A group of current and former Apple employees is publicly challenging the company’s workplace culture following allegations that widespread incidents of racism, sexism, discrimination, harassment, and abuse were being ignored by the consumerhuman resources (HR) department.
The group – known as #AppleToo – has collected around 500 testimonials from employees across the company and claims the majority of those who got in touch about their treatment while working at the firm either asked for information on how towith external authorities (such as the US National Labor Relations Board), or how to speak to the press.
The group claims the main thread linking “hundreds of stories of racism, sexism, discrimination, retaliation, bullying,the firm’s HR representatives allegedly ignored these reports.
“For too long, Apple has evaded public scrutiny. The truth is that for many Apple workers – a reality faced disproportionately by our Black, Indigenous, and other colleagues from minoritized racial, gender, and historically marginalized groups of people – the culture of secrecy creates an opaque, intimidating fortress,” said #AppleToo on its.
“When we press for accountability and redress the persistent injustices we witness or experience in our workplace, we face a pattern of isolation, degradation, and gaslighting. No more. We’ve exhausted all internal avenues. We’ve talked with our leadership. We’ve gone to the People team. We’ve escalated through Business Conduct. Nothing has changed.”
The group added: “We must work together, as colleagues – Corporate, AppleCare, and Retail; salaried and hourly; part-time and full-time – to demand systemic change in our workplace. We all share a spot in Directory, yet werights.”
Apple was contacted to comment on the claims and allegations made by #AppleToo, butpublication.
Participants in #AppleToo have already started sharing the stories of those affected in batches of five, grouping them based onthat need addressing at Apple. We plan to publish more periodically.
All the storieswith their managers and Apple’s HR department, which they claim were not acted upon or addressed, leaving employees to continue working in a hostile work environment.
Due to the sensitivity of the stories, some of the Apple employees affected have asked that details of the incidents and their testimonies are not sharedthe “AppleToo digests” published on Medium by Cher Scarlett, an Apple security engineer. Because of her prominent online presence within the software industry, she has of #AppleToo.
Scarlett said onthat the #AppleToo movement is now seeing success in amplifying workers’ experiences thanks to a Discord discussion forum her Apple colleagues have been running for the last few years, allowing anonymously verified workers to speak with one another without using personally-identifying information.
She, “The majority of stories received in the #AppleToo form are from retail. This is not only discontent amongst highly paid corporate employees, nor are all corporate employees’ highly paid’.”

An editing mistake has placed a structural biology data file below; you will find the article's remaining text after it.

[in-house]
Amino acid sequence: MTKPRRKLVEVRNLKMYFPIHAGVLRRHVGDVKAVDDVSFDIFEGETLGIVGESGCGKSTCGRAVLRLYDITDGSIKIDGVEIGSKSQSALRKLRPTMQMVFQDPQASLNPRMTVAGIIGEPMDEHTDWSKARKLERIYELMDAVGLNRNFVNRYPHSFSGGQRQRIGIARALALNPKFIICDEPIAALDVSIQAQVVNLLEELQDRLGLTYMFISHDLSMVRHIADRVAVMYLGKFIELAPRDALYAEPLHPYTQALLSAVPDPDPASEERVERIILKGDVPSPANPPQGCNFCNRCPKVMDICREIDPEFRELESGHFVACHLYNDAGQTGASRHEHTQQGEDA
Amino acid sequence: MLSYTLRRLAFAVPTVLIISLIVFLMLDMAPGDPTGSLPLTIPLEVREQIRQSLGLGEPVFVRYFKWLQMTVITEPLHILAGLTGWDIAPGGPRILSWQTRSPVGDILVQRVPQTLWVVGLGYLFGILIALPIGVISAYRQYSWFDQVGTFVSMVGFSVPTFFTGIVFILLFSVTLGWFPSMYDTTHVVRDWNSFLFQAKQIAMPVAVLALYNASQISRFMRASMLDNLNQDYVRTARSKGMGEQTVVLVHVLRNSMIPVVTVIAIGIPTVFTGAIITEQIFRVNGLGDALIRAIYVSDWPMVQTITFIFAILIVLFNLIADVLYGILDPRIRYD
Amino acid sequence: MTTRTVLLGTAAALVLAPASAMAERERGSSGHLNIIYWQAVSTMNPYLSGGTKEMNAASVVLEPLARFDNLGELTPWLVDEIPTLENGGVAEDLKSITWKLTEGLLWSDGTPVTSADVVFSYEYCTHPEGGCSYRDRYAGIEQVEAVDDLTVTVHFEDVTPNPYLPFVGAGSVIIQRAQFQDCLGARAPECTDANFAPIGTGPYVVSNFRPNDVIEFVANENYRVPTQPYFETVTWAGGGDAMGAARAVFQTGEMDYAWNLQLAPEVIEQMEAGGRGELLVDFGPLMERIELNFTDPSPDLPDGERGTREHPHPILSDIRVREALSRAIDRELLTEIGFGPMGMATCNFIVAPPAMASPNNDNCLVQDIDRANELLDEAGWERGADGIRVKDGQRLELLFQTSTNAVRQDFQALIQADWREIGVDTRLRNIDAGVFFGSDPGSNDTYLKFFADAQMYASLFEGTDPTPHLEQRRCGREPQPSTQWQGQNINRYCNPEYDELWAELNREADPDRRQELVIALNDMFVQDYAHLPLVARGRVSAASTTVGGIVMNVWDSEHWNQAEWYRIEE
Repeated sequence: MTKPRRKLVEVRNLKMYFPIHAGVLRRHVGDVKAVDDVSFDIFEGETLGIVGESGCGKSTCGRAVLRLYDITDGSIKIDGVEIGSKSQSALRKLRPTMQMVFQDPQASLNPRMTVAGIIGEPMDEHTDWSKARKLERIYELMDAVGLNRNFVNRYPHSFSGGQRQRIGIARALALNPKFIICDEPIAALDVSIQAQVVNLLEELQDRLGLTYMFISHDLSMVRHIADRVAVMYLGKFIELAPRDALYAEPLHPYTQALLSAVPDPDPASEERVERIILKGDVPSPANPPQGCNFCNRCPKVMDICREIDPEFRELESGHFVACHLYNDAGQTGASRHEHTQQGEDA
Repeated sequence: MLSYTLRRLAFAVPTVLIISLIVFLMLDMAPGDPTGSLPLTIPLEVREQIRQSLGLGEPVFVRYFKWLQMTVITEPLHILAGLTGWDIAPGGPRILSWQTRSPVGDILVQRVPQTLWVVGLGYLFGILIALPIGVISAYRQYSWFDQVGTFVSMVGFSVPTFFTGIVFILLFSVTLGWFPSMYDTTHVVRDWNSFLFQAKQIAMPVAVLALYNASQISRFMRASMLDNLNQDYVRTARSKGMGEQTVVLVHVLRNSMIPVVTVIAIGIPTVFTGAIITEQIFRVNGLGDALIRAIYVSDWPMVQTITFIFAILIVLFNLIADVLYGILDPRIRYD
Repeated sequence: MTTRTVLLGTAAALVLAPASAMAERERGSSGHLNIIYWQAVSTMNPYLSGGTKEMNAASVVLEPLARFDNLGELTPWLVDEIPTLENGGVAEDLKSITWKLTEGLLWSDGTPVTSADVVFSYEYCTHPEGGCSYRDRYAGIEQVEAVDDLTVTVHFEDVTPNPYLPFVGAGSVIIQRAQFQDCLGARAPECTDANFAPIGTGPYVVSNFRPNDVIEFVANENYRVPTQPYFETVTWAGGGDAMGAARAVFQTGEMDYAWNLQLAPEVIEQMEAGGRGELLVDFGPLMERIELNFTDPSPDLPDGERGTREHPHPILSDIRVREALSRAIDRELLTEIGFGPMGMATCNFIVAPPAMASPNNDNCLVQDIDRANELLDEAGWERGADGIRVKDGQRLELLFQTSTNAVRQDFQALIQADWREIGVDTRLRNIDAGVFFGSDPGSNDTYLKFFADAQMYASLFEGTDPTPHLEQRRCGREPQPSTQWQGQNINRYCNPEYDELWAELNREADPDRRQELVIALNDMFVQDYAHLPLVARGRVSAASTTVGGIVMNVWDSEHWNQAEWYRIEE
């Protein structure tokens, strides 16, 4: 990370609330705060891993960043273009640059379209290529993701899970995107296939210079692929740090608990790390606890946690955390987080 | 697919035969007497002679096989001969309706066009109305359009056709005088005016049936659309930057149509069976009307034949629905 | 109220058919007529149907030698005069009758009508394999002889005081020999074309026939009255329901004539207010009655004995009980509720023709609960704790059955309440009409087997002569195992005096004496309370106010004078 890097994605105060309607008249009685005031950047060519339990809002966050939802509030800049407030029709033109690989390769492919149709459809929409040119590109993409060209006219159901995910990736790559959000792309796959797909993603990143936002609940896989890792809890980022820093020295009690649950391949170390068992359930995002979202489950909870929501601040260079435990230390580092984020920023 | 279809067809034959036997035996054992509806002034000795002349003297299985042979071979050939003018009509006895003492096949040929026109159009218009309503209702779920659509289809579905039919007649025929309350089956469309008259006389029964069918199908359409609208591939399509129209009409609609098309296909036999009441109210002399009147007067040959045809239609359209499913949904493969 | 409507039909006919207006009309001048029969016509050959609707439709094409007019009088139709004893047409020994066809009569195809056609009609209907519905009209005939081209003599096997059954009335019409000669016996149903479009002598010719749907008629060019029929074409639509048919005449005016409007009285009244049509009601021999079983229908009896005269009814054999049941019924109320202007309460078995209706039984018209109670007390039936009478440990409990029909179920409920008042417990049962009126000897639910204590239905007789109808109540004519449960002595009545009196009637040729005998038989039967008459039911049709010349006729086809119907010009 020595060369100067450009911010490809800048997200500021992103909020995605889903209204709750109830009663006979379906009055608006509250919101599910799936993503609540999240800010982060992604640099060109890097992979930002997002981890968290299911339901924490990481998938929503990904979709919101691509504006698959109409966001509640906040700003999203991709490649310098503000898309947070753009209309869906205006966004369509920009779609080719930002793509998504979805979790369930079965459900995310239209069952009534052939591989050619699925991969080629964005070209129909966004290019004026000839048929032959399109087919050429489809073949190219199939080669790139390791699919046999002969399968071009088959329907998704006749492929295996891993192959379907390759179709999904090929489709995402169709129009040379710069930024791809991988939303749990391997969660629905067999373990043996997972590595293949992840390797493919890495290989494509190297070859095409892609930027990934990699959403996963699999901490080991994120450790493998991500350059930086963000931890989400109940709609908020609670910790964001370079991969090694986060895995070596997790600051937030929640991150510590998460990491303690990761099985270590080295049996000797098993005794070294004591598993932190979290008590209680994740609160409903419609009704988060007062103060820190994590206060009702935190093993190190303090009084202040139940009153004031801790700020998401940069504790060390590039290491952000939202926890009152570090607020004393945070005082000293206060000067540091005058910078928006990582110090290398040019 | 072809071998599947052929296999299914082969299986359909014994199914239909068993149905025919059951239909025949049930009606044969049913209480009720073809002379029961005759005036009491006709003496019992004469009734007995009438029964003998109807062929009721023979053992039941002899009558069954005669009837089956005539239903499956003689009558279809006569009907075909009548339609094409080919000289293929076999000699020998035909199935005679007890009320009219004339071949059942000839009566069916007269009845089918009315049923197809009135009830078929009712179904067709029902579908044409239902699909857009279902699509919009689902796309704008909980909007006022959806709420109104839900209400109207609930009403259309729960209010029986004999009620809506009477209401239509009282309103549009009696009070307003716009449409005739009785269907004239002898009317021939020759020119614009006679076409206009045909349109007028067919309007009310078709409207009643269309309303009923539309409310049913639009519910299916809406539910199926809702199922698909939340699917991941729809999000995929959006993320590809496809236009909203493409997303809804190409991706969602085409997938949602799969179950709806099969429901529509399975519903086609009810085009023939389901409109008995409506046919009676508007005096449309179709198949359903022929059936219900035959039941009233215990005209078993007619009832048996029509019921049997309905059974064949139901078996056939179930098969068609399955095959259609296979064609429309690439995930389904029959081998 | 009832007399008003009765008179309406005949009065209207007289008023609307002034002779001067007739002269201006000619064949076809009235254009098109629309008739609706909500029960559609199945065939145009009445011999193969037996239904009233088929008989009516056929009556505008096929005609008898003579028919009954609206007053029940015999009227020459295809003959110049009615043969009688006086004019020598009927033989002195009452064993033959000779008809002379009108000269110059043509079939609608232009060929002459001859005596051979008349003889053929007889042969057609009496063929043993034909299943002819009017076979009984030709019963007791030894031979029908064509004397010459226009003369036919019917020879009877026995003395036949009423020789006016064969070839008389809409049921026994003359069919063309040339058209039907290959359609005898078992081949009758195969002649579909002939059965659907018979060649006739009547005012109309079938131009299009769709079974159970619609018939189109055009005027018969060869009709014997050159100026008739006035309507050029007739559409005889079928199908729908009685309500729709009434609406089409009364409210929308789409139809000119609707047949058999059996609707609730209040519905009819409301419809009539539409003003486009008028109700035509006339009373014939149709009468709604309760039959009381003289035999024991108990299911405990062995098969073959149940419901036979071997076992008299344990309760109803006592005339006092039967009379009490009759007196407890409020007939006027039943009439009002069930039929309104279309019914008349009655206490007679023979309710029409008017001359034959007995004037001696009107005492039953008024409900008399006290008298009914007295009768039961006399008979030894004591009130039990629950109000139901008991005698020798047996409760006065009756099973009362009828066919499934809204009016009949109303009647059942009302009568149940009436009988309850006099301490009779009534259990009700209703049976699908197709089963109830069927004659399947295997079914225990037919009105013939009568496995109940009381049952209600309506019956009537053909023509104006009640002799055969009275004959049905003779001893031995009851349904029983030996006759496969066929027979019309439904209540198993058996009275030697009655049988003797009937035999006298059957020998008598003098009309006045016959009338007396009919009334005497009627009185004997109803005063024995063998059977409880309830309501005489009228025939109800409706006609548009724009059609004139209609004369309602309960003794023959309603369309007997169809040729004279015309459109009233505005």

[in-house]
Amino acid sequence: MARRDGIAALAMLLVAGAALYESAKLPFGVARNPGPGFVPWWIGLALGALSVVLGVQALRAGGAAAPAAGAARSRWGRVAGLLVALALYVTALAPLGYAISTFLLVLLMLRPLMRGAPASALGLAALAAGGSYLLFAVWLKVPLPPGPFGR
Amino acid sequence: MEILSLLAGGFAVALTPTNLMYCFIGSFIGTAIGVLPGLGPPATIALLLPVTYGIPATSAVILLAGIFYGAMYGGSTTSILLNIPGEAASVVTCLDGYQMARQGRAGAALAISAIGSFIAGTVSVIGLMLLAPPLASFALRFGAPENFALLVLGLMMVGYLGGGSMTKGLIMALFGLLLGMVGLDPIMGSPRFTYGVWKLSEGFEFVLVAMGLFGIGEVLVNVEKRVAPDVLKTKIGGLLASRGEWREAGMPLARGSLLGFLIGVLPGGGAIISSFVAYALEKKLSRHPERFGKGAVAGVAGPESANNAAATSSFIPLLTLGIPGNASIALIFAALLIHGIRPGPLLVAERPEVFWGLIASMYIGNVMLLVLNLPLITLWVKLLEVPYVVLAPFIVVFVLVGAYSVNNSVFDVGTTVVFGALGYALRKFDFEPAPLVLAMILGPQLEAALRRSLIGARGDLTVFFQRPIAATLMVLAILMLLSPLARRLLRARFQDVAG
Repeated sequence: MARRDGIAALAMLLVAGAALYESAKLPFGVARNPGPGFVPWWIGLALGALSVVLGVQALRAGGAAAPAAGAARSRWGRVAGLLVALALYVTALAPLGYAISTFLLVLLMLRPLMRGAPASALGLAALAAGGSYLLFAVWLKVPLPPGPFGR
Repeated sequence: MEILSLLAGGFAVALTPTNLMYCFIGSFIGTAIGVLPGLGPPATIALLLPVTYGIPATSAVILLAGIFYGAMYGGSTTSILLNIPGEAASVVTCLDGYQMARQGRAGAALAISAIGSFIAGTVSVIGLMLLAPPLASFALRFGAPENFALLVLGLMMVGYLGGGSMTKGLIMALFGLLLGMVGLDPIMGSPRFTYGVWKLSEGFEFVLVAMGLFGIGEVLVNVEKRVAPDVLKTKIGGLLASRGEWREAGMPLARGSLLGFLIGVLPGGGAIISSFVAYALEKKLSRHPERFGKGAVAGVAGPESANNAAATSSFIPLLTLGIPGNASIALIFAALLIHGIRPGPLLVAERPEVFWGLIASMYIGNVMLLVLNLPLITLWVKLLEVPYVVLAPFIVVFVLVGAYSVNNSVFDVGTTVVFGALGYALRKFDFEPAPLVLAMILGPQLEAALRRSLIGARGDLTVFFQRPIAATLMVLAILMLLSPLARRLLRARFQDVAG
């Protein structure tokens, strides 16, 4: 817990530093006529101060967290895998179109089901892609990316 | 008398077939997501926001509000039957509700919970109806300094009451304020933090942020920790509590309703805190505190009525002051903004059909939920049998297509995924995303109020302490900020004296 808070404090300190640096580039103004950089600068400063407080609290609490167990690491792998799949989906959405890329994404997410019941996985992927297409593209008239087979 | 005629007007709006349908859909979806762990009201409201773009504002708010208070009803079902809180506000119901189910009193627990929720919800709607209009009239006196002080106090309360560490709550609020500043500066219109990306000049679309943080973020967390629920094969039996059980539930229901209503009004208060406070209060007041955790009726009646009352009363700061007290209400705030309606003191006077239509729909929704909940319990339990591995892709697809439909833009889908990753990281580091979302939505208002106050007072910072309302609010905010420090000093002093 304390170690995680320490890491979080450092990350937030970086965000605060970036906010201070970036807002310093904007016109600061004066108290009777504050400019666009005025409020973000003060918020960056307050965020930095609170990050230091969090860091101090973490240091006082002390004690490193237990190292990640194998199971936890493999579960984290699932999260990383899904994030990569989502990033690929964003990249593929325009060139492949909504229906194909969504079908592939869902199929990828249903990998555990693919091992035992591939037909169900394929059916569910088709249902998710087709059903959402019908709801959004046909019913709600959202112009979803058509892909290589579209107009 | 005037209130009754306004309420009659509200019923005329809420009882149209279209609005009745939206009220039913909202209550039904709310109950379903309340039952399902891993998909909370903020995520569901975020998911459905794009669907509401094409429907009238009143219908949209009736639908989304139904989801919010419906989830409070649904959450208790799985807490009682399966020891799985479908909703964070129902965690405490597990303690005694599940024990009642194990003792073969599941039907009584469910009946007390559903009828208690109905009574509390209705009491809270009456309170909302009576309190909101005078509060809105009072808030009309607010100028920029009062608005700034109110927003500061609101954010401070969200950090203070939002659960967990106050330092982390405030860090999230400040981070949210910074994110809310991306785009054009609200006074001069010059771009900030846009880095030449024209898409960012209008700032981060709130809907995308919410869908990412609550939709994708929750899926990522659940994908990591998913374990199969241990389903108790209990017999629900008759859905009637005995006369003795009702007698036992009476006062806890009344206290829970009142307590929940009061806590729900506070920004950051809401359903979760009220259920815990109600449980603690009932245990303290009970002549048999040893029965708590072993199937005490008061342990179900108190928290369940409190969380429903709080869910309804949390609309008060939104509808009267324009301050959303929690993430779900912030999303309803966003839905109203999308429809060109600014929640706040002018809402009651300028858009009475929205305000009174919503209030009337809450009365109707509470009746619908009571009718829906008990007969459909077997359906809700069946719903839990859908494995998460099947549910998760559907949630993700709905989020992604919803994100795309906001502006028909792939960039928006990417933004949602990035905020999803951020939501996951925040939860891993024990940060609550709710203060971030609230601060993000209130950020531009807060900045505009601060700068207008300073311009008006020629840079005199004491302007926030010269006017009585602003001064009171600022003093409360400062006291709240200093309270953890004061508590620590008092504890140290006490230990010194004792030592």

Concerns about bias
According to one testimony from a black UK-based employee working in retail, they had been withand started to “see the cracks” after being interviewed for a new role.
“After an interview for a lead role, I was told by a store leader through another manager that I wasn’t as ‘loud or energetic as I usually am and was too formal’ as the key reason why I didn’t get the job – that was code for I wasn’t that black, loud, energetic person they were expecting,” they said.
“Everything else was perfect: my results, performance, aspirations, and answers. I guess I wasn’t black enough for them, and they couldn’t handle a severely black person in an interview, trying to take theseriously.
“After this, I started seeing more and more cracks – I was in the Black atbefore this, and we were struggling with identity and having leadership not just take our concerns about bias (racism and microaggressions) seriously, but action them.”
Other shared stories include similar details of discrimination towards ethnic minority employees and disclosures ofor assault, which the authors have asked not to be re-published elsewhere.
Apple isof senior engineering program manager Ashley Gjøvik, who also claims to have experienced unsafe working conditions, sexism, and a hostile office environment.
Similar to # AppleToo’s claims that HR ignored the issues raised, Gjøvik said on her(which she set up to document her claims) that before evidence could be gathered and adequately reviewed, she was forced by Apple into indefinite paid administrative leave.
”I only resorted to this because everything I tried internally has failed,” she wrote. Scarlett added in a comment given to: “I feel like the company needs to be held accountable because they’re not holding themselves accountable. heard. And they don’t feel heard by Apple. Some people have been there for decades who feel like Apple leadership used to listen to them and make them feel like they were listened to, and they feel like that is gone.
“I just want to find a way to create a well-oiled machine that lets people feel confident that they have the press, the public, telling the world that what happened to you was abhorrent and unacceptable.”